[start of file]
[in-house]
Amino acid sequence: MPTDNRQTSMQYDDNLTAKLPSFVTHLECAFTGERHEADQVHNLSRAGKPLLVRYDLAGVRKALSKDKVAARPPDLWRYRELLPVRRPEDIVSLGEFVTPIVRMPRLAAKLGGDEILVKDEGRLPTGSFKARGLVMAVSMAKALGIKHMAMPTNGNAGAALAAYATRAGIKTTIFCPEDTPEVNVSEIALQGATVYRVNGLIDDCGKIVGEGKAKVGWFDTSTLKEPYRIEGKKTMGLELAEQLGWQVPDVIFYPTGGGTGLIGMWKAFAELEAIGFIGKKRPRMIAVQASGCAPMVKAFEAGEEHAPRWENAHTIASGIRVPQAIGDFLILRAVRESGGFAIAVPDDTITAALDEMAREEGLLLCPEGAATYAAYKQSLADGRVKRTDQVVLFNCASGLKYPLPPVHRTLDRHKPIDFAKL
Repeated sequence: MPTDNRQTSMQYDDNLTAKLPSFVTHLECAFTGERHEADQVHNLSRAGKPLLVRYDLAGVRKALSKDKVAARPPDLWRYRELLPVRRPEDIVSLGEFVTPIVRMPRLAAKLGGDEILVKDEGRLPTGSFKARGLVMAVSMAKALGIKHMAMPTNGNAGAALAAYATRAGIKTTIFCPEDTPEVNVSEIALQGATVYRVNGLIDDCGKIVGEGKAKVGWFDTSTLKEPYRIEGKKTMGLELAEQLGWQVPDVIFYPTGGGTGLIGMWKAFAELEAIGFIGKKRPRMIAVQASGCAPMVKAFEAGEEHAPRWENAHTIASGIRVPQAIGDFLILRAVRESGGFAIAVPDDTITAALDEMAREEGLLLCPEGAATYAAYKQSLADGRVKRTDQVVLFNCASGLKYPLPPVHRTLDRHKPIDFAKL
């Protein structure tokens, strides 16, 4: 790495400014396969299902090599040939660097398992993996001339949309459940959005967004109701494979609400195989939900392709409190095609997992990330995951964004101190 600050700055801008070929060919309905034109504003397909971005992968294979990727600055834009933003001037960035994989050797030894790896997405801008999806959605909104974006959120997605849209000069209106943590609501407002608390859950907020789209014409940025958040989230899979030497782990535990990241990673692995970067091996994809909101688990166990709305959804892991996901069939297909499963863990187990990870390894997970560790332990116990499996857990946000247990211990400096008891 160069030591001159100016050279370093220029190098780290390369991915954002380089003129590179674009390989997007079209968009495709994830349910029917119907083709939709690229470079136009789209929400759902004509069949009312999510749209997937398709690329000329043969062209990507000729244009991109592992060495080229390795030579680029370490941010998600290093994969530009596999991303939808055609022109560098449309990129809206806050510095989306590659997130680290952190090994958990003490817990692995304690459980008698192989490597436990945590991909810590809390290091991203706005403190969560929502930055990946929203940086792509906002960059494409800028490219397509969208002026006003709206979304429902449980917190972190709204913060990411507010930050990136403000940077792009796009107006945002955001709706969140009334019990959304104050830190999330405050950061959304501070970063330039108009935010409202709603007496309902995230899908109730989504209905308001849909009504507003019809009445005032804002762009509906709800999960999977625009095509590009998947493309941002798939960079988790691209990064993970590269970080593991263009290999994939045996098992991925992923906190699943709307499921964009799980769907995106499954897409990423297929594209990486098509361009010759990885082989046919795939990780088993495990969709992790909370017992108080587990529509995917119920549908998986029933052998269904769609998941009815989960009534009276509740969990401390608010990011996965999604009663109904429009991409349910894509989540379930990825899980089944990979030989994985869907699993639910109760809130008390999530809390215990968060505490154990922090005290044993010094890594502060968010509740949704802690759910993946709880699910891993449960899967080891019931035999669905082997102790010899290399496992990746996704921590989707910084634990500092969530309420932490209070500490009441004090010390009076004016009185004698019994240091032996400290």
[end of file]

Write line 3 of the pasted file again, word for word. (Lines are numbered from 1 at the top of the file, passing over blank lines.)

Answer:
Repeated sequence: MPTDNRQTSMQYDDNLTAKLPSFVTHLECAFTGERHEADQVHNLSRAGKPLLVRYDLAGVRKALSKDKVAARPPDLWRYRELLPVRRPEDIVSLGEFVTPIVRMPRLAAKLGGDEILVKDEGRLPTGSFKARGLVMAVSMAKALGIKHMAMPTNGNAGAALAAYATRAGIKTTIFCPEDTPEVNVSEIALQGATVYRVNGLIDDCGKIVGEGKAKVGWFDTSTLKEPYRIEGKKTMGLELAEQLGWQVPDVIFYPTGGGTGLIGMWKAFAELEAIGFIGKKRPRMIAVQASGCAPMVKAFEAGEEHAPRWENAHTIASGIRVPQAIGDFLILRAVRESGGFAIAVPDDTITAALDEMAREEGLLLCPEGAATYAAYKQSLADGRVKRTDQVVLFNCASGLKYPLPPVHRTLDRHKPIDFAKL